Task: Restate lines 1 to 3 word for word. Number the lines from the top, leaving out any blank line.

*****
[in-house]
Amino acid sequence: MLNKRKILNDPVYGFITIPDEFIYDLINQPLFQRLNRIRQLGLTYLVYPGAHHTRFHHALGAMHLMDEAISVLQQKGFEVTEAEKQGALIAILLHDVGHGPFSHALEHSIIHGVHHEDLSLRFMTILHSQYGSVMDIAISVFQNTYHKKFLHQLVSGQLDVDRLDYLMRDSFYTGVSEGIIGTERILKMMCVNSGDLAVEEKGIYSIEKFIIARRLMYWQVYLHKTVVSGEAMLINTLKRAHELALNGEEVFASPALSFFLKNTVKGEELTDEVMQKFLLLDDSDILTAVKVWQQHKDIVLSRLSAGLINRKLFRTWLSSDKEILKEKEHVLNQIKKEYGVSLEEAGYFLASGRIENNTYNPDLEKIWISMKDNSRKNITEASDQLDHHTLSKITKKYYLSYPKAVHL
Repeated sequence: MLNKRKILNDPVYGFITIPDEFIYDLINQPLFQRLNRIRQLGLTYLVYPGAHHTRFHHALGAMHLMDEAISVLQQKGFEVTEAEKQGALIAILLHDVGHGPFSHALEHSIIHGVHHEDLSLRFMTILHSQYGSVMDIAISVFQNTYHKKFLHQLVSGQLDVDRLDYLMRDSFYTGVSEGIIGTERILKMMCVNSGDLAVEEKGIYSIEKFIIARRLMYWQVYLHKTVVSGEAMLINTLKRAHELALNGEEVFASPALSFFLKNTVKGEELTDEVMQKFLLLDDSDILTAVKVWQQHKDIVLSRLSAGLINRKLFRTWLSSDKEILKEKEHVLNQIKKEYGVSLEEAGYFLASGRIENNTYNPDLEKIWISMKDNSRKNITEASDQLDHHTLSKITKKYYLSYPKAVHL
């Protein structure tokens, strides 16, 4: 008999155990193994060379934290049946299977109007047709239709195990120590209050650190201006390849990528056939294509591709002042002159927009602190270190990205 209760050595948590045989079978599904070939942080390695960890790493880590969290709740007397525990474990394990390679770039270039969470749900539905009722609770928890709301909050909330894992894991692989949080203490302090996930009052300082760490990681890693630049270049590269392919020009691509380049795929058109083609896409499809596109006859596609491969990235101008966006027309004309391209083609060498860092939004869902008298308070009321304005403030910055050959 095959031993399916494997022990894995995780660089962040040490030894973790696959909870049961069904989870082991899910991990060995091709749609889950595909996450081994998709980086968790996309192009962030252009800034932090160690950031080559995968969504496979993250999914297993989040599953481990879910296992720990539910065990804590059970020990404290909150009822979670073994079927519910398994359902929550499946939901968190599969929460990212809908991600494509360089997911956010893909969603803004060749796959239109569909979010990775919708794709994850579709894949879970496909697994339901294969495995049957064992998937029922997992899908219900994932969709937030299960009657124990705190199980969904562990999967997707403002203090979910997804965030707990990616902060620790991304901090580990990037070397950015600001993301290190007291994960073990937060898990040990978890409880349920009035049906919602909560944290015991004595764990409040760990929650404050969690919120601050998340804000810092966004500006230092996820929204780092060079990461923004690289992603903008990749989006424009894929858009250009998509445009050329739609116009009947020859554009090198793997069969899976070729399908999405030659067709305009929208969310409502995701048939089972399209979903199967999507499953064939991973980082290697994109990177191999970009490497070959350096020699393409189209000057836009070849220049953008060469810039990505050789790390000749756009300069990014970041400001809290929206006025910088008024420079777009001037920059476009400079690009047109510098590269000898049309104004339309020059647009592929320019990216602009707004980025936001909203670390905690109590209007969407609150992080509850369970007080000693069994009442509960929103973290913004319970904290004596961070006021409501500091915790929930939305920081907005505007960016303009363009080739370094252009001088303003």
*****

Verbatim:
[in-house]
Amino acid sequence: MLNKRKILNDPVYGFITIPDEFIYDLINQPLFQRLNRIRQLGLTYLVYPGAHHTRFHHALGAMHLMDEAISVLQQKGFEVTEAEKQGALIAILLHDVGHGPFSHALEHSIIHGVHHEDLSLRFMTILHSQYGSVMDIAISVFQNTYHKKFLHQLVSGQLDVDRLDYLMRDSFYTGVSEGIIGTERILKMMCVNSGDLAVEEKGIYSIEKFIIARRLMYWQVYLHKTVVSGEAMLINTLKRAHELALNGEEVFASPALSFFLKNTVKGEELTDEVMQKFLLLDDSDILTAVKVWQQHKDIVLSRLSAGLINRKLFRTWLSSDKEILKEKEHVLNQIKKEYGVSLEEAGYFLASGRIENNTYNPDLEKIWISMKDNSRKNITEASDQLDHHTLSKITKKYYLSYPKAVHL
Repeated sequence: MLNKRKILNDPVYGFITIPDEFIYDLINQPLFQRLNRIRQLGLTYLVYPGAHHTRFHHALGAMHLMDEAISVLQQKGFEVTEAEKQGALIAILLHDVGHGPFSHALEHSIIHGVHHEDLSLRFMTILHSQYGSVMDIAISVFQNTYHKKFLHQLVSGQLDVDRLDYLMRDSFYTGVSEGIIGTERILKMMCVNSGDLAVEEKGIYSIEKFIIARRLMYWQVYLHKTVVSGEAMLINTLKRAHELALNGEEVFASPALSFFLKNTVKGEELTDEVMQKFLLLDDSDILTAVKVWQQHKDIVLSRLSAGLINRKLFRTWLSSDKEILKEKEHVLNQIKKEYGVSLEEAGYFLASGRIENNTYNPDLEKIWISMKDNSRKNITEASDQLDHHTLSKITKKYYLSYPKAVHL